In recognition of Black History Month, Bellevue presented two events to help us reflect and learn – "The Unspoken Truths" virtual history museum and a panel discussion with local Black leaders.
"The Unspoken Truths" virtual history museum
Hosted on this page through March 31, 2021
The city's Diversity Advantage team and Bellevue Arts Program partnered with museum creator, community scholar and second-generation storyteller Delbert Richardson to share a virtual adaptation of his national award-winning "American History Traveling Museum: The Unspoken Truths." The traveling museum is a collection of artifacts and information detailing elements of the history of racism in the U.S. and the Pacific Northwest, and sharing the experiences and innovations of the Black community.
Black History Month Speaker Panel
Feb. 18, 2021
This virtual panel discussion was streamed for the public via Zoom. Three leaders in the community discussed the historical and current impacts of race in our communities with a call to action for creating a future that fosters systemic change and racial healing. The panel was a continuation of city efforts to honor the legacy of the Rev. Martin Luther King Jr., celebrate Black History Month and center the historical and current experiences of Black, Indigenous and other people of color.
Kalika Curry is a community impact manager with Eastside Pathways and a longtime resident of Washington. Her practice is rooted in racial equity, adaptive leadership, trauma-informed practices and is influenced by the many leaders who came before her.
Kalika has dedicated her career to transforming systems and cultures of oppression, on behalf her three brilliant children, our children and the legacy of our collective ancestors.
Delbert Richardson is a community scholar, ethnomuseologist and second-generation storyteller, of the national award-winning American History Traveling Museum: The "Unspoken" Truths. With the use of authentic artifacts, storyboards, and the ancient art of "storytelling", Mr. Richardson teaches American History through an afrocentric lens.
His work is primarily geared towards K-12th grade students as well as professional development training for (primarily) white female teachers that make up over 79% of the national teaching force. Diversity, Equity & Inclusion and racial equity trainings are also a part of Mr. Richardson's portfolio.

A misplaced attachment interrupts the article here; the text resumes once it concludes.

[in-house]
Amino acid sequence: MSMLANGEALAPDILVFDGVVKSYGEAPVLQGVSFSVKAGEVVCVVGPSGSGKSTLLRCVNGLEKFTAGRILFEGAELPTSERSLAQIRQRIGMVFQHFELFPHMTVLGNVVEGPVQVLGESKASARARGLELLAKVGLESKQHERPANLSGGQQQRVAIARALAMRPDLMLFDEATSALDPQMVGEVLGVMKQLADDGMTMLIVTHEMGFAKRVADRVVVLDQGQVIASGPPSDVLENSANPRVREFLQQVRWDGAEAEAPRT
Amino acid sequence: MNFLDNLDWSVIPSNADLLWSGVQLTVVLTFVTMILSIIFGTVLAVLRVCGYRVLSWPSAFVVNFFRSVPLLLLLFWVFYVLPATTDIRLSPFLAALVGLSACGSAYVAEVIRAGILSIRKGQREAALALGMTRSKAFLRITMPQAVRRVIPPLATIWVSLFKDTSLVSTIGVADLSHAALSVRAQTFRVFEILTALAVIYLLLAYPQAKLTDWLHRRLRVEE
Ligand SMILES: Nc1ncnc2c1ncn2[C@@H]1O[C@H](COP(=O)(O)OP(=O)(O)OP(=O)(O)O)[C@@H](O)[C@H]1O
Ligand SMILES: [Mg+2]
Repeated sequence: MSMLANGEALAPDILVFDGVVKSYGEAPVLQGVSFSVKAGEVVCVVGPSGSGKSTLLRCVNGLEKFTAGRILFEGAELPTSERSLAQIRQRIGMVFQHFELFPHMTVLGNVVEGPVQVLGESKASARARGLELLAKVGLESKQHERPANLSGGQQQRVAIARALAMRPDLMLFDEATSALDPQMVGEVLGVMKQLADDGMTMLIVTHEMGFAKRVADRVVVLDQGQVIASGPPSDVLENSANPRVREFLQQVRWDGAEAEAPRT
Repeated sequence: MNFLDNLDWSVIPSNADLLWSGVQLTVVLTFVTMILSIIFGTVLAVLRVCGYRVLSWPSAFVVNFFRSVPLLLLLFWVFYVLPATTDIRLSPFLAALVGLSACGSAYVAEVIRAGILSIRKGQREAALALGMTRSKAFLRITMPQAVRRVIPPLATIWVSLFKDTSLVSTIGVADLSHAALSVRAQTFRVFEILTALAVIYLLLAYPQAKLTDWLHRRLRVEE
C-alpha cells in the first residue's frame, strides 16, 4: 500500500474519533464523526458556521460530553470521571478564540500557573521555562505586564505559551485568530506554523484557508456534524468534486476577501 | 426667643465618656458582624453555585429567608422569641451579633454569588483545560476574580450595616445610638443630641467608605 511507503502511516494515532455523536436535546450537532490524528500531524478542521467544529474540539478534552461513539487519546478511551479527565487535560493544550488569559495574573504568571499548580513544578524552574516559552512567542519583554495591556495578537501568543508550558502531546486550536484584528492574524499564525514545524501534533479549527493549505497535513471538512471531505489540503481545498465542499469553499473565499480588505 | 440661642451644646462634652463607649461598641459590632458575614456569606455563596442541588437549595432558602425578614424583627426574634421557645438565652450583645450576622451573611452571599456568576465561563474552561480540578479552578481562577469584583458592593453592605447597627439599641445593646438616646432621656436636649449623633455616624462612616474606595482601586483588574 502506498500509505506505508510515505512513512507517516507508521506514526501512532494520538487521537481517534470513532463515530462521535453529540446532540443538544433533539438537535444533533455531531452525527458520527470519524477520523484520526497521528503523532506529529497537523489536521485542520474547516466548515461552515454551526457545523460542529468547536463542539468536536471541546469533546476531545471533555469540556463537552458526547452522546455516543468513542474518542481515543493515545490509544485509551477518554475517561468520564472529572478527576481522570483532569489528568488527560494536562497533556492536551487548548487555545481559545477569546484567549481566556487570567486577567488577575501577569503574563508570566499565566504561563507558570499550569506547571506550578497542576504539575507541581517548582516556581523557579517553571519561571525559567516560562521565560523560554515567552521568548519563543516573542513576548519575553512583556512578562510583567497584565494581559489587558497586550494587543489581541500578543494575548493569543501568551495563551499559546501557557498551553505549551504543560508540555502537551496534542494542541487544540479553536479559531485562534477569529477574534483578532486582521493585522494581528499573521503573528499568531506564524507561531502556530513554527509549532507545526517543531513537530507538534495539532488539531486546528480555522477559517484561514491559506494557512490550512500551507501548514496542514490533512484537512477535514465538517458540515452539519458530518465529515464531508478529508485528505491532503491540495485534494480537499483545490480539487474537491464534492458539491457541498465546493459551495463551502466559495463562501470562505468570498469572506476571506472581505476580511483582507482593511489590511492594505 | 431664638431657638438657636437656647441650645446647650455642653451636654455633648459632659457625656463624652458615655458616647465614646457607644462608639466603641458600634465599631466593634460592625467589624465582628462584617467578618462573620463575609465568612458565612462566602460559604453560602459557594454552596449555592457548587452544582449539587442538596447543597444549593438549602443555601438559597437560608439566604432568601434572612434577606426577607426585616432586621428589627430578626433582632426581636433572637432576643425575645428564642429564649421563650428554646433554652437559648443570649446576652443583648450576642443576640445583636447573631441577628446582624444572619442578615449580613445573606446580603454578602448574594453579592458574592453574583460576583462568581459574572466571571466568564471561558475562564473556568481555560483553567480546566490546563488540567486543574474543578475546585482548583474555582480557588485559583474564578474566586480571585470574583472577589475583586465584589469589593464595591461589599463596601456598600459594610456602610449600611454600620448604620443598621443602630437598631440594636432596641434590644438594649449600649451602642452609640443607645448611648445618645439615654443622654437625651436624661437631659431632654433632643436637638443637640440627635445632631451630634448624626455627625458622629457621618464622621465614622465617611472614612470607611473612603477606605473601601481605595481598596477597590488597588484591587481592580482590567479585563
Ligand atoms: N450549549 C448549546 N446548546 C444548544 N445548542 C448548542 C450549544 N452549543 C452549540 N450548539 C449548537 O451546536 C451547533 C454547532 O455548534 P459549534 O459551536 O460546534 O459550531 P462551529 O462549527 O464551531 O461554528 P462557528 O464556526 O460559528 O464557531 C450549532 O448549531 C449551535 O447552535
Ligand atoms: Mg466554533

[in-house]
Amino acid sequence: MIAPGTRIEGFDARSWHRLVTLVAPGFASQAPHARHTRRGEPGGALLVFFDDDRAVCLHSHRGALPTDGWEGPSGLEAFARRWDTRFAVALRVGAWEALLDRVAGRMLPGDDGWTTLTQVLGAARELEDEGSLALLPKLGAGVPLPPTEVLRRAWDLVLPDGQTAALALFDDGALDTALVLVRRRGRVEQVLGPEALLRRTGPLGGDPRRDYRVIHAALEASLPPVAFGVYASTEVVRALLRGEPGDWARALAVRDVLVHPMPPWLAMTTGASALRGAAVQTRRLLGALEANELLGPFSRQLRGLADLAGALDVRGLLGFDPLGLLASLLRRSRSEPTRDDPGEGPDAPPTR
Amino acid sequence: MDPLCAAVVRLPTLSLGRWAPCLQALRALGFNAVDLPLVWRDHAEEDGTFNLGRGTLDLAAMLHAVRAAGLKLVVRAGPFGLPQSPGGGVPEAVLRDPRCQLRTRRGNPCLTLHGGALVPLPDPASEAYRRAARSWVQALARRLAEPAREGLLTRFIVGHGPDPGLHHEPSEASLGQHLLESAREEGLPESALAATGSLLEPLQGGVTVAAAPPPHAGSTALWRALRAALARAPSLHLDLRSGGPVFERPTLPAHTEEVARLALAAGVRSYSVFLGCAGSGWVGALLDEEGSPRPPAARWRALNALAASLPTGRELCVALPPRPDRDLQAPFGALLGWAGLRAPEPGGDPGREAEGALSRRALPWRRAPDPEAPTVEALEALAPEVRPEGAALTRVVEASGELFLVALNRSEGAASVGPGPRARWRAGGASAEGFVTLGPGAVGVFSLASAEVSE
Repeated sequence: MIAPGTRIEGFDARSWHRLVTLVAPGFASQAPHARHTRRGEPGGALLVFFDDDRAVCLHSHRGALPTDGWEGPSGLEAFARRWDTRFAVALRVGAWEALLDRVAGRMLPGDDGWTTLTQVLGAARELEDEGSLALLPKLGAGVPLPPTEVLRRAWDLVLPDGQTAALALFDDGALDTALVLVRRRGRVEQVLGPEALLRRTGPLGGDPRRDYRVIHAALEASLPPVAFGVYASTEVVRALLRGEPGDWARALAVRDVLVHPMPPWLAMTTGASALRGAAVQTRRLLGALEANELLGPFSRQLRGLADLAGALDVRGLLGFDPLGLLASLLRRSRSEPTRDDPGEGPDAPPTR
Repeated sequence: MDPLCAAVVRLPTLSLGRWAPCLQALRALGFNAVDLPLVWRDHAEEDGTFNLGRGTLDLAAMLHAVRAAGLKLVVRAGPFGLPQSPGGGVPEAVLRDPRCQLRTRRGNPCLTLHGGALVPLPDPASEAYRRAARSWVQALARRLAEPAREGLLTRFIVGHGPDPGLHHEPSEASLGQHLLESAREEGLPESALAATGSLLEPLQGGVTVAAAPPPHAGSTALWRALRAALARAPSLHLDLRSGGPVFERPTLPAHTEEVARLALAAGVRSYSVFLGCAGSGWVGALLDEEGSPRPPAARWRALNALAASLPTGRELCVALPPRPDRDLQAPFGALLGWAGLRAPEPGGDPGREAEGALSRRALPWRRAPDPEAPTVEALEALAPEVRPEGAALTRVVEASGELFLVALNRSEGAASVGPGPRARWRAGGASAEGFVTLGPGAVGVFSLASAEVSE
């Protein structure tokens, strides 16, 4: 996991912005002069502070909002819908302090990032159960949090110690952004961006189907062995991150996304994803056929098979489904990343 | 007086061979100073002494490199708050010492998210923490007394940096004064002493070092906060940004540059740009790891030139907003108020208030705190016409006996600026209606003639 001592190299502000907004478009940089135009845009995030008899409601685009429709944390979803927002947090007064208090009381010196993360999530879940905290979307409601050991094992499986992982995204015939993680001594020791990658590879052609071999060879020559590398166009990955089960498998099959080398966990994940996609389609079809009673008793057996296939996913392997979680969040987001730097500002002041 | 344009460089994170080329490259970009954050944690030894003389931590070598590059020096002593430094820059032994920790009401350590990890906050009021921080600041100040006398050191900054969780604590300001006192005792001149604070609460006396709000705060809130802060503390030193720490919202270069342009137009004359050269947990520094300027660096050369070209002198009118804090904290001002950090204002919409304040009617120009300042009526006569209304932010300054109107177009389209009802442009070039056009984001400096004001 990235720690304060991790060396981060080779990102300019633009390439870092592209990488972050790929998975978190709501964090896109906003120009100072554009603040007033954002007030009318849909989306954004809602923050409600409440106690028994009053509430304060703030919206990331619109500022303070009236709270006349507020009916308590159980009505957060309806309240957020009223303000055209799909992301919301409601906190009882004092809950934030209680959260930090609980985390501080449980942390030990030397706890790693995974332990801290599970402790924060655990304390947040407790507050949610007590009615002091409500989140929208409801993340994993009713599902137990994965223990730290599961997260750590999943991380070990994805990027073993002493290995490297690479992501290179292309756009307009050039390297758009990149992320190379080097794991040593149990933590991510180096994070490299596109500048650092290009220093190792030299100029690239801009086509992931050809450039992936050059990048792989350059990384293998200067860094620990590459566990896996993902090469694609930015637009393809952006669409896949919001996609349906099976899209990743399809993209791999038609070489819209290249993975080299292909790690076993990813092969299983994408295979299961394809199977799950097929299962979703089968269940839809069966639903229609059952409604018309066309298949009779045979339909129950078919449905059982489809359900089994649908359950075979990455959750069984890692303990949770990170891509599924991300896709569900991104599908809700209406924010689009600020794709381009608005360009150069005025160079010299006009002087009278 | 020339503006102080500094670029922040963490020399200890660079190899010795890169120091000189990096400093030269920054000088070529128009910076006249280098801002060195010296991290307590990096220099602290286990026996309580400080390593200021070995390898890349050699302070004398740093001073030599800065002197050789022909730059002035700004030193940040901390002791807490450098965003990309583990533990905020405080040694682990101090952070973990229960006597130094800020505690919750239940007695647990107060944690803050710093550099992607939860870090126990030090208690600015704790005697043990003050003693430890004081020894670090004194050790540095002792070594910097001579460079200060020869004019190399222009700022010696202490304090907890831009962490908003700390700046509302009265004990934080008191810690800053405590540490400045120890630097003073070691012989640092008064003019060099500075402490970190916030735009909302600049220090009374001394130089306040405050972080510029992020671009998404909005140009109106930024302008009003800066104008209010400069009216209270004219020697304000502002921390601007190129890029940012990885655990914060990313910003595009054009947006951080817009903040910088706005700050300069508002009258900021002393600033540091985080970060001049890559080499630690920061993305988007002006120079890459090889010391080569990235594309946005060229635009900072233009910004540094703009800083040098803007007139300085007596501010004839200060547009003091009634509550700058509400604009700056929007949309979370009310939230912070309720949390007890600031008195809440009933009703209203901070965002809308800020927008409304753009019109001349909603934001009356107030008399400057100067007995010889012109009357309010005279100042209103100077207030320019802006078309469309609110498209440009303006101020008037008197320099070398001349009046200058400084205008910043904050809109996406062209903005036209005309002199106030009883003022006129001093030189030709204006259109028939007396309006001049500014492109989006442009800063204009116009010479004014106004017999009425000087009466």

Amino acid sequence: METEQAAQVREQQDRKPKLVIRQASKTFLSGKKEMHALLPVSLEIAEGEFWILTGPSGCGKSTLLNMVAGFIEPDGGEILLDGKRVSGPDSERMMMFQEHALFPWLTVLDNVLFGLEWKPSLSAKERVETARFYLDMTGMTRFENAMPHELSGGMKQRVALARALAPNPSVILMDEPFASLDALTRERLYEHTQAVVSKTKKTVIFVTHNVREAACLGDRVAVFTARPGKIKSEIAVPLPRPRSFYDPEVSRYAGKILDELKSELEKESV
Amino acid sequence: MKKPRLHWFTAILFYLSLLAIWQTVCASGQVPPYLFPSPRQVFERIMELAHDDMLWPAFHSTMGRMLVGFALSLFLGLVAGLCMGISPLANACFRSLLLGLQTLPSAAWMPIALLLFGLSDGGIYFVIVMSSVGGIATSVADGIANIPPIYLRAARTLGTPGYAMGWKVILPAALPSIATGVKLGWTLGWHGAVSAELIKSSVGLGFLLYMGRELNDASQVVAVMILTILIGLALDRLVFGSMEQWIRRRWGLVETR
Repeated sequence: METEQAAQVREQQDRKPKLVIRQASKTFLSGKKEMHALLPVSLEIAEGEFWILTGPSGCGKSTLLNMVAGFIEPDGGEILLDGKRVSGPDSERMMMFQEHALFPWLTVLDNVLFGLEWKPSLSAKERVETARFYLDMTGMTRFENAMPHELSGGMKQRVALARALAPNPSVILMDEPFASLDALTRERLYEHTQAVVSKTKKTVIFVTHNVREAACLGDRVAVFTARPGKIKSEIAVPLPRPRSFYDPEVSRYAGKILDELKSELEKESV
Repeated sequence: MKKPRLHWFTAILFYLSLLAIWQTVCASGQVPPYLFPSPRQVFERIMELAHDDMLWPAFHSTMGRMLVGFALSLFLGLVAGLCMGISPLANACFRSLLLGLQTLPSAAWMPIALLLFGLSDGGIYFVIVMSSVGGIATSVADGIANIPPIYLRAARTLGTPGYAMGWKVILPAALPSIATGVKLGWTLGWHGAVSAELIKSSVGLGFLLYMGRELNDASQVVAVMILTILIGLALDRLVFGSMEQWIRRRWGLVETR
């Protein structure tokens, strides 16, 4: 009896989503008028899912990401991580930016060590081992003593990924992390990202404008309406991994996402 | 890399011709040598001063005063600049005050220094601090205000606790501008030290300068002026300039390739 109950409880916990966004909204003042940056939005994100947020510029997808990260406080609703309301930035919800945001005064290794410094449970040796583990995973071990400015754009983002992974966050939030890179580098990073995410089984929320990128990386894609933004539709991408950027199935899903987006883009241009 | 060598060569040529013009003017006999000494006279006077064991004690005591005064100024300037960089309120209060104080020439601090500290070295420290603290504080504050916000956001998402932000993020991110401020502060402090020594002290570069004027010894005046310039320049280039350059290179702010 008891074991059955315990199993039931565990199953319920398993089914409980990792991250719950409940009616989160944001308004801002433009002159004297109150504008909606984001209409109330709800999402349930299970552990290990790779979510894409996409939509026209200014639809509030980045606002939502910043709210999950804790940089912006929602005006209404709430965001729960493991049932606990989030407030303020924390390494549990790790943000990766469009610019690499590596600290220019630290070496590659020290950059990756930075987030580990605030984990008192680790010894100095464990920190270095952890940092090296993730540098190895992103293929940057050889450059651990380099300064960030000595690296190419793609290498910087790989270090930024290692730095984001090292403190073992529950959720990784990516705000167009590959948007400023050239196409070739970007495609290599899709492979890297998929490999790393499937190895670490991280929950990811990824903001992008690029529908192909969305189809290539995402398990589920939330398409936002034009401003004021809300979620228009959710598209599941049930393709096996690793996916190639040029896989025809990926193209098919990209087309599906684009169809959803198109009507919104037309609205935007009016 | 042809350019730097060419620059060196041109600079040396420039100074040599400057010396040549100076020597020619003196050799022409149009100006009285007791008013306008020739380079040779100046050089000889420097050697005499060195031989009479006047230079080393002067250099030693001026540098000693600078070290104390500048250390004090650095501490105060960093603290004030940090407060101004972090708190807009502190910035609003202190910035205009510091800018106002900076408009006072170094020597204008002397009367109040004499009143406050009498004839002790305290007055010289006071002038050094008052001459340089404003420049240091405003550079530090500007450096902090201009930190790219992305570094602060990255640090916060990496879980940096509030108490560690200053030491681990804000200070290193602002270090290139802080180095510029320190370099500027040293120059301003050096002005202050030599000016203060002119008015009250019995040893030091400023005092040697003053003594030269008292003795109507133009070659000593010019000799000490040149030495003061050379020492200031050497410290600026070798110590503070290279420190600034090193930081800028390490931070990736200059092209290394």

Megan Ming Francis is an associate professor in the departments of Political Science and Law, Societies, and Justice at the University of Washington. Francis specializes in the study of American politics, with broad interests in constitutional law, Black political activism, critical philanthropy, and the post-civil war South. She is the author of the award-winning book, Civil Rights and the Making of the Modern American State. She recently led her students in the development of a widely listened to podcast ‘Philanthropy and Social Movements.’
Her research and commentary have been featured on ABC, MSNBC, NPR, The New York Times, LA Times, Newsweek, the Washington Post, the Seattle Times, and she has conducted a TED talk with over two million views. Francis is a proud alumnus of Seattle Public Schools, Rice University in Houston, and Princeton University, where she received her M.A. and Ph.D. in Politics.
James Curtis is the principle attorney and founder of The Curtis Firm, LLC., and has received regional recognition in his field. Mr. Curtis attended the University of Washington School of Law, and when he's not advocating on behalf of his clients, gives back to the community whenever possible.
He is passionate about education, criminal justice and youth recreation. Mr. Curtis is an advocate on issues of systemic racism, criminal law, and addressing the school-to-prison pipeline through his involvement in the community. His work has earned special recognition from the City of Tacoma, Washington State Bar Association and Tacoma-Pierce County Bar Association.